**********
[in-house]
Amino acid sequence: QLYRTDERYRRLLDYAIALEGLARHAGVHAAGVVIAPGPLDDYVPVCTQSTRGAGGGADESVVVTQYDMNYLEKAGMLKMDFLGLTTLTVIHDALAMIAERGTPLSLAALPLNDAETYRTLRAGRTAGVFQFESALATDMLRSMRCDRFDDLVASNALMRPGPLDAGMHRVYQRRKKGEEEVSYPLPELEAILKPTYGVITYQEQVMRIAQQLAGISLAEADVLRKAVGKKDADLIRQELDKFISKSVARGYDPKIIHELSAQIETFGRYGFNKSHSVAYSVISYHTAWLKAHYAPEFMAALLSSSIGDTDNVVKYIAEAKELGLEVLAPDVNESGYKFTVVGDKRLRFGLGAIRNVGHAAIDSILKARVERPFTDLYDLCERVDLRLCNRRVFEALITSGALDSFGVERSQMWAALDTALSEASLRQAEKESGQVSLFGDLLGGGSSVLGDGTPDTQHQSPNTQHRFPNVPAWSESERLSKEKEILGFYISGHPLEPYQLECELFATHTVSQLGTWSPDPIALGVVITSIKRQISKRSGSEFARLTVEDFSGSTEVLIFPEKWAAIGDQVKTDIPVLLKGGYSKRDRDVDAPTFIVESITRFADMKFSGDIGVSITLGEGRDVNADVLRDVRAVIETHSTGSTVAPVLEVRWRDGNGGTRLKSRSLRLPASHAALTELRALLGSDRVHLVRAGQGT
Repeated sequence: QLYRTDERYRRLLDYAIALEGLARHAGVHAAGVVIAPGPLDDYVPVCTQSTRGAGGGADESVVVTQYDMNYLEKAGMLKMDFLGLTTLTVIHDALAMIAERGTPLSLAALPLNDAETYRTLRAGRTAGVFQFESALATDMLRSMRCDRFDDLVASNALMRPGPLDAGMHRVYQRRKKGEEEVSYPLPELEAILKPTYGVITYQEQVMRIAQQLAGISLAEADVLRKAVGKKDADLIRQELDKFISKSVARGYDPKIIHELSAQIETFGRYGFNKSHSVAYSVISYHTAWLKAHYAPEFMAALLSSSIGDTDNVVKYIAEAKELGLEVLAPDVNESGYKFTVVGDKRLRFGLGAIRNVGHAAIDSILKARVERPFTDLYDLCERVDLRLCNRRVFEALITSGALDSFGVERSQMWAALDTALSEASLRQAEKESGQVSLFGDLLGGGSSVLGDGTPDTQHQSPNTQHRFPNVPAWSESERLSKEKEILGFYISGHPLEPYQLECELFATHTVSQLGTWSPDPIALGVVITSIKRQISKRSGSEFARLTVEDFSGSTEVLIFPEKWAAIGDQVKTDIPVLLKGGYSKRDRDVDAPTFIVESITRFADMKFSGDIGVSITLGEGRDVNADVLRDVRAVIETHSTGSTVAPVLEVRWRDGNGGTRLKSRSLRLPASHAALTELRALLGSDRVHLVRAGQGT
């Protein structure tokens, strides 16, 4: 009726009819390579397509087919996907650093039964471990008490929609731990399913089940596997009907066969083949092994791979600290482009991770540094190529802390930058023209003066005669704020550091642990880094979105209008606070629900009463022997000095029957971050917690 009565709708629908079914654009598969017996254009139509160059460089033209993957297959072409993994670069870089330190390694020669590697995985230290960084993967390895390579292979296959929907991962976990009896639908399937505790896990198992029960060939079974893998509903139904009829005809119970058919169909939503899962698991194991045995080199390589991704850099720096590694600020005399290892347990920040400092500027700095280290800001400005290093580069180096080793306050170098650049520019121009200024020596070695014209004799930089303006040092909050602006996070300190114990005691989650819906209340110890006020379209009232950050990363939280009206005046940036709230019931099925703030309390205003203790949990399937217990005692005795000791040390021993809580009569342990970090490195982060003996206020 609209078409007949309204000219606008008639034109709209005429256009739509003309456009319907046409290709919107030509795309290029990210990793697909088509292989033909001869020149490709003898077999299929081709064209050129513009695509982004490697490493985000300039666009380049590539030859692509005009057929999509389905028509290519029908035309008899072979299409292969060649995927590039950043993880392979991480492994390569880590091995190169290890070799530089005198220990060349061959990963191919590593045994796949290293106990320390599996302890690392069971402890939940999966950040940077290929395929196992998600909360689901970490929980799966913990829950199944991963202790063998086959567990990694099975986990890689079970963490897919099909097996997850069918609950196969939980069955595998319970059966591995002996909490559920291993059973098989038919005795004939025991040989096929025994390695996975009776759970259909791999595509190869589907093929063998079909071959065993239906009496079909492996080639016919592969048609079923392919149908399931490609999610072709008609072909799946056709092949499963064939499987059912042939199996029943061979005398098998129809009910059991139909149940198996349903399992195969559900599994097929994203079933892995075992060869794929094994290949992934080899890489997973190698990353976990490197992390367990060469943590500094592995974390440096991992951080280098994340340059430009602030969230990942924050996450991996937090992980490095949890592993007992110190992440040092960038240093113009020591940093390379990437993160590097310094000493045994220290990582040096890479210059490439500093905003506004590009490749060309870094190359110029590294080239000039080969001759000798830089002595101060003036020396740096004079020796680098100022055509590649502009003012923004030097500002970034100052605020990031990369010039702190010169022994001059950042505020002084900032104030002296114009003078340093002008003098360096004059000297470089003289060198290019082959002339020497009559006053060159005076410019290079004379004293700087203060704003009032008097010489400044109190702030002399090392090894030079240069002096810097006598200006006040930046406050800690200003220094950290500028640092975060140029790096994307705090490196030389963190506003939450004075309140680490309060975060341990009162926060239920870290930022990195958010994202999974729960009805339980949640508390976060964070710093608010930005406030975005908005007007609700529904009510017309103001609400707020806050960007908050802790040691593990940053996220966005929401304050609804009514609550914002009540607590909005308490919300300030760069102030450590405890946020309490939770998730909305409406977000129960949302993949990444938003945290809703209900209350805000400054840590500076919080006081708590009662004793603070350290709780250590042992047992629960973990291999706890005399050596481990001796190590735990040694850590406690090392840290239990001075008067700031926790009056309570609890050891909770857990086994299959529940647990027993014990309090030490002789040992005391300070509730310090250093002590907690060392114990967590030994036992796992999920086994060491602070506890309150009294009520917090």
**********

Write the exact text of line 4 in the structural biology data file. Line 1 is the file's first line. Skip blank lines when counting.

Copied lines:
């Protein structure tokens, strides 16, 4: 009726009819390579397509087919996907650093039964471990008490929609731990399913089940596997009907066969083949092994791979600290482009991770540094190529802390930058023209003066005669704020550091642990880094979105209008606070629900009463022997000095029957971050917690 009565709708629908079914654009598969017996254009139509160059460089033209993957297959072409993994670069870089330190390694020669590697995985230290960084993967390895390579292979296959929907991962976990009896639908399937505790896990198992029960060939079974893998509903139904009829005809119970058919169909939503899962698991194991045995080199390589991704850099720096590694600020005399290892347990920040400092500027700095280290800001400005290093580069180096080793306050170098650049520019121009200024020596070695014209004799930089303006040092909050602006996070300190114990005691989650819906209340110890006020379209009232950050990363939280009206005046940036709230019931099925703030309390205003203790949990399937217990005692005795000791040390021993809580009569342990970090490195982060003996206020 609209078409007949309204000219606008008639034109709209005429256009739509003309456009319907046409290709919107030509795309290029990210990793697909088509292989033909001869020149490709003898077999299929081709064209050129513009695509982004490697490493985000300039666009380049590539030859692509005009057929999509389905028509290519029908035309008899072979299409292969060649995927590039950043993880392979991480492994390569880590091995190169290890070799530089005198220990060349061959990963191919590593045994796949290293106990320390599996302890690392069971402890939940999966950040940077290929395929196992998600909360689901970490929980799966913990829950199944991963202790063998086959567990990694099975986990890689079970963490897919099909097996997850069918609950196969939980069955595998319970059966591995002996909490559920291993059973098989038919005795004939025991040989096929025994390695996975009776759970259909791999595509190869589907093929063998079909071959065993239906009496079909492996080639016919592969048609079923392919149908399931490609999610072709008609072909799946056709092949499963064939499987059912042939199996029943061979005398098998129809009910059991139909149940198996349903399992195969559900599994097929994203079933892995075992060869794929094994290949992934080899890489997973190698990353976990490197992390367990060469943590500094592995974390440096991992951080280098994340340059430009602030969230990942924050996450991996937090992980490095949890592993007992110190992440040092960038240093113009020591940093390379990437993160590097310094000493045994220290990582040096890479210059490439500093905003506004590009490749060309870094190359110029590294080239000039080969001759000798830089002595101060003036020396740096004079020796680098100022055509590649502009003012923004030097500002970034100052605020990031990369010039702190010169022994001059950042505020002084900032104030002296114009003078340093002008003098360096004059000297470089003289060198290019082959002339020497009559006053060159005076410019290079004379004293700087203060704003009032008097010489400044109190702030002399090392090894030079240069002096810097006598200006006040930046406050800690200003220094950290500028640092975060140029790096994307705090490196030389963190506003939450004075309140680490309060975060341990009162926060239920870290930022990195958010994202999974729960009805339980949640508390976060964070710093608010930005406030975005908005007007609700529904009510017309103001609400707020806050960007908050802790040691593990940053996220966005929401304050609804009514609550914002009540607590909005308490919300300030760069102030450590405890946020309490939770998730909305409406977000129960949302993949990444938003945290809703209900209350805000400054840590500076919080006081708590009662004793603070350290709780250590042992047992629960973990291999706890005399050596481990001796190590735990040694850590406690090392840290239990001075008067700031926790009056309570609890050891909770857990086994299959529940647990027993014990309090030490002789040992005391300070509730310090250093002590907690060392114990967590030994036992796992999920086994060491602070506890309150009294009520917090």